Cob building is the art of building homes using earth materials. Earth has been used for thousands of years as a building material, and is probably still the most common building material on Earth. The word ‘cob’ comes from an old English word that means ‘a rounded lump or mass.’ We get our word ‘gob’ from the same root word. Cob is basically a mixture of straw, sand and clay. These natural building materials are often available right on the building site, so transportation costs for materials are greatly reduced or eliminated altogether. Once the walls are built (by stacking the cob to build walls) they are covered with plaster to seal them. There are no forms, brick shapes or frames. Since cob is basically the same consistency as modeling clay, it lends itself to organic shapes that are more curved and natural. An artistically designed cob home fits in with its surroundings. These structures feel more at home and in harmony with natural landscapes. In addition to making beautiful homes, cob can also be used to build sculpture, garden walls and outdoor ovens.
Cob is literally ‘dirt cheap’ since it is made from materials readily found in nature. Many cob homes I’ve visited have been built for less than $5,000, and a few have been constructed for less than $500! Not only that, but it’s so easy a child could do it. Ever make mud pies when you were a child? Then you’ve already got most of the basic skills to build with cob!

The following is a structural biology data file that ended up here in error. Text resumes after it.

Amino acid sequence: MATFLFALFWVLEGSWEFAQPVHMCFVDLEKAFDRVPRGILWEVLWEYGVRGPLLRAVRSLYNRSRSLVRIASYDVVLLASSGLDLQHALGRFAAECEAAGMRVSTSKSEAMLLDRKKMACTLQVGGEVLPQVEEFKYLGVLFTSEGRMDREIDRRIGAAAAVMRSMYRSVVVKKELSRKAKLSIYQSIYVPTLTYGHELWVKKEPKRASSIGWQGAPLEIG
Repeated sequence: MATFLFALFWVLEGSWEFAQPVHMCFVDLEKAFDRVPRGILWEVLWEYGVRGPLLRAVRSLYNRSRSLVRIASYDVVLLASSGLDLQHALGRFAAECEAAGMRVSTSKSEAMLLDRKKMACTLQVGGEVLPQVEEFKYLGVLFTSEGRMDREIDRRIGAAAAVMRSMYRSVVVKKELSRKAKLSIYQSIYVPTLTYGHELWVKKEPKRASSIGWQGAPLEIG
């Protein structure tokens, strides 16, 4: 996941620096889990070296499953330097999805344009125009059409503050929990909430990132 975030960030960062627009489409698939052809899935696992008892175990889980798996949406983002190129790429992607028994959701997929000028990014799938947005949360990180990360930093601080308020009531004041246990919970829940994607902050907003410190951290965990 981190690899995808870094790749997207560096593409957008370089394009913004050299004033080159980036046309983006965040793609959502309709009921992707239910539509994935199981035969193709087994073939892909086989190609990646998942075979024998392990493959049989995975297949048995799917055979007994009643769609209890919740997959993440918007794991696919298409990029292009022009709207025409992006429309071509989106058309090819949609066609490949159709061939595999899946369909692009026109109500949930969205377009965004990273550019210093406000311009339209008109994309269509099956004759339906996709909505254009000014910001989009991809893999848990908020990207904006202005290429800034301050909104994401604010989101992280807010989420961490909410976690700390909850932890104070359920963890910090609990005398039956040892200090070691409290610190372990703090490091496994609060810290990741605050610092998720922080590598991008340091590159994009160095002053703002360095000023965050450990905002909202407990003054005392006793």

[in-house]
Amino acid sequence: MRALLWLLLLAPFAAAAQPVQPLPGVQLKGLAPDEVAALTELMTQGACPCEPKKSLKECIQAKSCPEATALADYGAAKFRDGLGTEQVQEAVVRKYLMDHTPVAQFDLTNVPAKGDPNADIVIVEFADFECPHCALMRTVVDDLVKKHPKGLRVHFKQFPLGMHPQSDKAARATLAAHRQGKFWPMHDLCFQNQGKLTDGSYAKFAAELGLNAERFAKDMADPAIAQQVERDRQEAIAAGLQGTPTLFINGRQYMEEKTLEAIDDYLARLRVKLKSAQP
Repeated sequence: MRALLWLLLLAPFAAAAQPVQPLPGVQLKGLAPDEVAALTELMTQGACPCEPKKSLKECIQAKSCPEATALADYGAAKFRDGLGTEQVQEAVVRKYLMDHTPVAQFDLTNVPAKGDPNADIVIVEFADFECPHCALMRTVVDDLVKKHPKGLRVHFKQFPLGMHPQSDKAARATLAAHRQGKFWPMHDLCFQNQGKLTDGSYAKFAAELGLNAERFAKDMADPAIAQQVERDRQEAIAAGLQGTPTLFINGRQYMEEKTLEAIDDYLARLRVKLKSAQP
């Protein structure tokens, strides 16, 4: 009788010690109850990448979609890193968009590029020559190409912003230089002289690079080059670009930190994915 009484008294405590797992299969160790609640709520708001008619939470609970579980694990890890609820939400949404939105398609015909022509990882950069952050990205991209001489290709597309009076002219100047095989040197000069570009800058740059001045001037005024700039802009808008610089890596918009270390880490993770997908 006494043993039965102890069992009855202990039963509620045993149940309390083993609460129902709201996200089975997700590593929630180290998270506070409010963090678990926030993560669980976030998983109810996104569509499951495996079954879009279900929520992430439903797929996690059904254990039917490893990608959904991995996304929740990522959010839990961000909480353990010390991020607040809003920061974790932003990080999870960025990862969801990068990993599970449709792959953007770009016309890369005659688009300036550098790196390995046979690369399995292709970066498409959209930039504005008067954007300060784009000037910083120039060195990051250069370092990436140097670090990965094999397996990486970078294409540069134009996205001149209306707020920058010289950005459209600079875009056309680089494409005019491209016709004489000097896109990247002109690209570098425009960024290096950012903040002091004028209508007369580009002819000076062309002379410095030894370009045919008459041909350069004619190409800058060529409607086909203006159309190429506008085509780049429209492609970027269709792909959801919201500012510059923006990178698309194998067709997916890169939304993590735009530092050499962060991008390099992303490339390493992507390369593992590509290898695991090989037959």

Due to the fact that walls in a cob home are one or two feet thick, they offer excellent thermal properties. When built with passive solar design in mind, these homes often don’t require extensive heating or cooling in temperate climates. The earthen walls capture heat from the sunlight in the daytime and radiate it at night.
The tradeoff with a cob home is that it is a labor-intensive process. The savings come in part from getting the materials for free, straight out of the ground. Building it yourself means additional savings. You keep the money that would have gone to pay a contractor. If you’re not a hands-on, do-it-yourself type of person, cob is probably not for you; but if you don’t mind getting your hands (and feet) dirty, then cobbing can be a very relaxing and meditative experience. Most of the cob structures I’ve seen were built by groups of people in ‘cobbing bees,’ where friends and neighbors get together for a weekend or two to share the experience. Since no power tools are involved, people often spontaneously break into song or conversation while cobbing together. It’s a great opportunity to socialize while doing something positive for yourself and the environment! In fact, people who have experienced cob building firsthand often talk about it in terms usually reserved for those who have undergone a religious experience. Cobbing brings people together at an instinctual community level.
To see some examples of cob homes, check out the gallery below.